BodiMojo products are evidence and research based.
Mission Driven + Evidence Based = BodiMojo Integrity
The integrity of the BodiMojo mission is rooted in the behavioral and social sciences. The big vision is to reach the largest number of teens to affect the greatest positive change through mindfulness, compassion and self-care. We help teens use both head and heart to create their own mojo and acquire the skills to live their best lives.
We involve all stakeholders in our development: kids, parents, behavioral scientists, technologists, health providers and educators. This integrity is also underscored through substantial funding from the National Institute of Health (NIH) and the scientific backgrounds of team members and expert advisors.
Modern Teens are at Risk for Poorer Health Outcomes.
According to the World Health Organization, the developmental phase of adolescence now spans 10 to 24 years of age. That’s 1.8 billion teenagers worldwide and 64 million in the USA (or 21%). 1 in 5 people are teenagers.
Teenagers are considered a marketing segment, where tweens constitute the 8-12-year-old group and teens, 13-19. Adolescence is a long phase. A lot can happen in these sensitive and impressionable years!
While mortality rates have dropped in the US over the past 50 years, teen health has improved far less than health in younger children.
↓ Childhood infectious diseases (have decreased)
↑ Rates of teen injuries and health risk behaviors (have increased)
In fact, the primary causes of death in adolescents are:
Accidents (unintentional), homicide and suicide.
These causes are PREVENTABLE. Many health and emotional issues begin in the sensitive adolescent phase. Alcohol-related car accidents, anxiety and depression, substance use, bullying, dating violence, eating disorders, sexually-transmitted diseases and self-destructive behaviors due to low self-esteem are leading causes for concern.
Obesity is considered a disease of wealthy industrialized nations. Lack of physical activity and the prevalence of a high-sugar fast food culture have created an obesity crisis among youth: an alarming 18% of teens are overweight or obese. Obesity-related health risks go beyond physical symptoms; they include associated mental health factors such as social stigma, low self-esteem and depression. The future economic impact of obesity on healthcare is predicted to be astronomical.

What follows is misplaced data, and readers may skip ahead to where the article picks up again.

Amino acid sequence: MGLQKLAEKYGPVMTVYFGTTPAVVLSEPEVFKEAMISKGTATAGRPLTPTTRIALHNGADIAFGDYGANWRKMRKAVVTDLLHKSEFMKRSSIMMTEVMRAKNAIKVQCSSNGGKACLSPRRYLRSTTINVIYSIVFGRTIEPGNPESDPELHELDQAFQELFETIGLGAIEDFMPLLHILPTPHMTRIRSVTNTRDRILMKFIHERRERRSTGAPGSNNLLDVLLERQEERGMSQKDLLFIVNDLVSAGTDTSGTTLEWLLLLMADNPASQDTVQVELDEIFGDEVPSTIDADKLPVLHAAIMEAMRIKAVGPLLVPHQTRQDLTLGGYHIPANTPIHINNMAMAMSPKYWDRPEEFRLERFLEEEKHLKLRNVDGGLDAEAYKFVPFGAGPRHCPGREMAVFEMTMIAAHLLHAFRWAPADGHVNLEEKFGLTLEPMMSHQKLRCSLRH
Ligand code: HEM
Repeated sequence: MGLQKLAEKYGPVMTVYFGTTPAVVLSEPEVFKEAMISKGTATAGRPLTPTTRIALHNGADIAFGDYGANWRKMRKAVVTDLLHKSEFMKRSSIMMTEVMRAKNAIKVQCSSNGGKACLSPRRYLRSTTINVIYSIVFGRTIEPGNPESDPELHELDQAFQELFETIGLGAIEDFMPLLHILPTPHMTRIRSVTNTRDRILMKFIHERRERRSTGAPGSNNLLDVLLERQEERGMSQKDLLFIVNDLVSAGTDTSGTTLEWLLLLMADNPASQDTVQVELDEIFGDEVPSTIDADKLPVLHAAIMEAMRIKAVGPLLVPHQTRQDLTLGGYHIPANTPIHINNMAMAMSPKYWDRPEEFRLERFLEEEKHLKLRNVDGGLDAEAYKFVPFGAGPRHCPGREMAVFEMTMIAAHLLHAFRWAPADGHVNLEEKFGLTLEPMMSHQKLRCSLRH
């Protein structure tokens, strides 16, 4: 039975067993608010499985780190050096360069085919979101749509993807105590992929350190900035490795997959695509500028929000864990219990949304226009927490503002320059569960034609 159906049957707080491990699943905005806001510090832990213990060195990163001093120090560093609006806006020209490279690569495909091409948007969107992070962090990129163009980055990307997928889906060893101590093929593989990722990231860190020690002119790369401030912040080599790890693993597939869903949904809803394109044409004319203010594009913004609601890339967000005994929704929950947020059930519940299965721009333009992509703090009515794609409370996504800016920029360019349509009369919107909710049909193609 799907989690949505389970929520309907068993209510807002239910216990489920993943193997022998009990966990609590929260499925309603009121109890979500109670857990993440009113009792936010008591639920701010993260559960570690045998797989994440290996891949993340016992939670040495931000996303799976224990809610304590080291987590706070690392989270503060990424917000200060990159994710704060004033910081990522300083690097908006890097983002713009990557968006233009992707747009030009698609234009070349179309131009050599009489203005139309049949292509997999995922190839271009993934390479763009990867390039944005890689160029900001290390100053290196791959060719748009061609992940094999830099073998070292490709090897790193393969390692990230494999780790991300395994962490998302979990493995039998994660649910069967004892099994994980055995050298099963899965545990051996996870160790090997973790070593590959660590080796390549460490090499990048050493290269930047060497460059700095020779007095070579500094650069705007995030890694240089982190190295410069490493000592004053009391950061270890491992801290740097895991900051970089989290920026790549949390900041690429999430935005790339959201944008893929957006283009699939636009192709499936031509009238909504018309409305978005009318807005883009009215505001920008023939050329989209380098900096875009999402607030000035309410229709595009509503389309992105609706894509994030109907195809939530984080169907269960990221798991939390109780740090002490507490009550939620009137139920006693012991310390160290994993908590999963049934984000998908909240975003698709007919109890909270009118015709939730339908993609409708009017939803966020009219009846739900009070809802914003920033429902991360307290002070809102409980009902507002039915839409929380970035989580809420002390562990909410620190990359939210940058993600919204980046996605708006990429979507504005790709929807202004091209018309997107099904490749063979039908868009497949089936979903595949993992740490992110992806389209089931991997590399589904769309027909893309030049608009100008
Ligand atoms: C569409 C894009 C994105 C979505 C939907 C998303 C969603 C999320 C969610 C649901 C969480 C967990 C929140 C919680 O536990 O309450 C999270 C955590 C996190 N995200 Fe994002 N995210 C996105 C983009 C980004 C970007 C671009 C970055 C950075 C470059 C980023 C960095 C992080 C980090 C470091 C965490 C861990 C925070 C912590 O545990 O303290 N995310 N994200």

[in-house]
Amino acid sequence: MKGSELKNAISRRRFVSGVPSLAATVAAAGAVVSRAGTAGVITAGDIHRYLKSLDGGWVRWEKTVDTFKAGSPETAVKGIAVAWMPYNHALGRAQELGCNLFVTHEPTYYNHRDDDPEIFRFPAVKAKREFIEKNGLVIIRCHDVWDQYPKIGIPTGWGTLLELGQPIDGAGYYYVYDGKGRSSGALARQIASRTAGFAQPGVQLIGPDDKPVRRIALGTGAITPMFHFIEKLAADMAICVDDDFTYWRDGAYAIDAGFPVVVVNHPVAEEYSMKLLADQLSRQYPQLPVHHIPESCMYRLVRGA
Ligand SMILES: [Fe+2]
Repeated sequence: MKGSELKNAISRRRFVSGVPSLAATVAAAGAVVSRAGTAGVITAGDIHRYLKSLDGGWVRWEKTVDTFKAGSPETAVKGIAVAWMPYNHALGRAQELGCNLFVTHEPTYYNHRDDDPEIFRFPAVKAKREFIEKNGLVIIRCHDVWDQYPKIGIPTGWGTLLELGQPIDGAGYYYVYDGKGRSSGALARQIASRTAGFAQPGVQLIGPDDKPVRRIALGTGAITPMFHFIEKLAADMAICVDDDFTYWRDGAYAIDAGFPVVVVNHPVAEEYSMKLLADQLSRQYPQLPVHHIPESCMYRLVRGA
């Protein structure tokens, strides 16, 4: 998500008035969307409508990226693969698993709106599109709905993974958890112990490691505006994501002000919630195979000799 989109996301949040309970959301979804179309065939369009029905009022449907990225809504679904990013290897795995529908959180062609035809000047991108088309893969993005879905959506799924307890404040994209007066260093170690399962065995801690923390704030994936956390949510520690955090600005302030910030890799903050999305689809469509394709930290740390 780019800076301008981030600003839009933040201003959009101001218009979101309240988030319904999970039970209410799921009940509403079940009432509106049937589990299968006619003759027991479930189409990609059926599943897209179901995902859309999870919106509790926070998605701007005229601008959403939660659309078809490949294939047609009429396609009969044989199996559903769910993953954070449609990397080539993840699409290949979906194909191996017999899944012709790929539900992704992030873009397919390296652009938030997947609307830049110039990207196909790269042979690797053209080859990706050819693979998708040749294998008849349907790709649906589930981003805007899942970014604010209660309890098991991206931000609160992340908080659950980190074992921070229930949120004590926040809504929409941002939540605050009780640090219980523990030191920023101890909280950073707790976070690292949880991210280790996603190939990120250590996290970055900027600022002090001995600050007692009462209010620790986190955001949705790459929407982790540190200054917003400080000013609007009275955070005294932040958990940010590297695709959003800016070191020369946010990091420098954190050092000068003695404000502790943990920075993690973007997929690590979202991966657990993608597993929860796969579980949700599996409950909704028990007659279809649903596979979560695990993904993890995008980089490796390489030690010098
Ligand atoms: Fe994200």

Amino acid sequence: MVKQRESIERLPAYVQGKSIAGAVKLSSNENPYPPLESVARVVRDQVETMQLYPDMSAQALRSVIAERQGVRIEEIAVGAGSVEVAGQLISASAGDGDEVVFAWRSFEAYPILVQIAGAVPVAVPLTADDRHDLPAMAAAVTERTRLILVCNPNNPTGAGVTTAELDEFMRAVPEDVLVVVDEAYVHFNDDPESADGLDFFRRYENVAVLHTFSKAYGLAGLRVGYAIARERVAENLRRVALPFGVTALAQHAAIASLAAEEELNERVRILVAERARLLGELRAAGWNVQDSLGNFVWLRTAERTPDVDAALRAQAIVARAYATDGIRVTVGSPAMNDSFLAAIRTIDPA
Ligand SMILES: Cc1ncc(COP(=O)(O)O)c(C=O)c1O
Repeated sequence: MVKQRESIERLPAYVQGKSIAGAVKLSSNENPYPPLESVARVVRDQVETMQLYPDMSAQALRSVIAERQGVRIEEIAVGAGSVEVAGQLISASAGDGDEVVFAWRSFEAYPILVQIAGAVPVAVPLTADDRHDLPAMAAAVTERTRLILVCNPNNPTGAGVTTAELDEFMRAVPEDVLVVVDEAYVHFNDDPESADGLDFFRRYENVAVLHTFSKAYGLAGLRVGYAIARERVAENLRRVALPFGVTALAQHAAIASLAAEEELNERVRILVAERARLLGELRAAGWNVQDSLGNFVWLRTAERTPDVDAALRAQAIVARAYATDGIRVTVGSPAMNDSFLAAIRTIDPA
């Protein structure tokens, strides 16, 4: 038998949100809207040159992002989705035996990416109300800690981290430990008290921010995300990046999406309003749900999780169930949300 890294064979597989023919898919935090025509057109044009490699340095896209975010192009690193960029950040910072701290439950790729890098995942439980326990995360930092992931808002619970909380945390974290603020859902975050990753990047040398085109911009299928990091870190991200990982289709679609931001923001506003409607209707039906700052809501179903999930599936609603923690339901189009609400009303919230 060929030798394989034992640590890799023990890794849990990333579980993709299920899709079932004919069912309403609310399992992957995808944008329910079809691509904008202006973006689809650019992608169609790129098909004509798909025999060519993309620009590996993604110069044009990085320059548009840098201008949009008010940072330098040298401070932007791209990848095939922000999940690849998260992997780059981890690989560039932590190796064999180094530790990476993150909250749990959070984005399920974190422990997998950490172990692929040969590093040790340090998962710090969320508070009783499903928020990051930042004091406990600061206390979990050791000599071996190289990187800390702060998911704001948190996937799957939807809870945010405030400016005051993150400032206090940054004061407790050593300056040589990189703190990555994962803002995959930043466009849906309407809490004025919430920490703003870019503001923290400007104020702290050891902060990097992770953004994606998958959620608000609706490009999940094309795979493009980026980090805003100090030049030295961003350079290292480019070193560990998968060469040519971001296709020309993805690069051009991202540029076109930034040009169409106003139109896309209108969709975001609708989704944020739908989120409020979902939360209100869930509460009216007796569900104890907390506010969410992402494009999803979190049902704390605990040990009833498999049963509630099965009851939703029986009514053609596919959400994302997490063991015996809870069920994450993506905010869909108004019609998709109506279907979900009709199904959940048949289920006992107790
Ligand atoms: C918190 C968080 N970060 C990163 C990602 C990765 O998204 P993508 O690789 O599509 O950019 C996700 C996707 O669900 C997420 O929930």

Today’s teens may be the first generation that may not live as long as their parents.
Today’s Teenagers are at High Risk of Burnout.
We have a stressed out generation of young people. According to the American Psychological Association (2014), teenagers are – for the first time – just as stressed out as grown-ups. 1 in 5 teens has a diagnosable mental disorder, yet less than half who need mental health services get them.
Antidepressants and ADHD medications are the most frequently used psychotropic medications for adolescents – an alarming sign that teen stress has reached critical mass.
Teenagers’ Brains Are Under Reconstruction.
The last decade of brain science has wonderfully elucidated the amazing flourishing and rewiring of cognitive and emotional pathways that a teenager’s brain undergoes. Adolescence is the second sensitive phase in the life of a human (after the first three years of life). Beyond the hormonal changes of puberty, the teen brain is fine-tuning abilities such as planning, decision-making, creativity, innovation, social connection and societal responsibility. It is a phase where the neurological pathways for emotional and physical health habits are laid down. This is a critical time to guide and coach teens to become their best selves.
Strategies That Work:
Raising healthy and confident youths is critical. It is also our obligation – and it is possible. The Office of Adolescent Health summarizes the state of mental health with the following quote:
“Resilient” adolescents are those who have managed to cope effectively, even in the face of stress and other difficult circumstances, and are poised to enter adulthood with a good chance of positive mental health.A number of factors promote resilience in adolescents—among the most important are caring relationships with adults and an easy-going disposition. Adolescents themselves can use a number of strategies, including exercising regularly, to reduce stress and promote resilience. Schools and communities are also recognizing the importance of resilience and general “emotional intelligence” in adolescents’ lives—a growing number of courses and community programs focus on adolescents’ social-emotional learning and coping skills.”
Our mission is to help youth build resiliency skills and emotional intelligence, and optimize their strategies for coping with stress. At BodiMojo we develop tools that can help move the needle from the left to the right: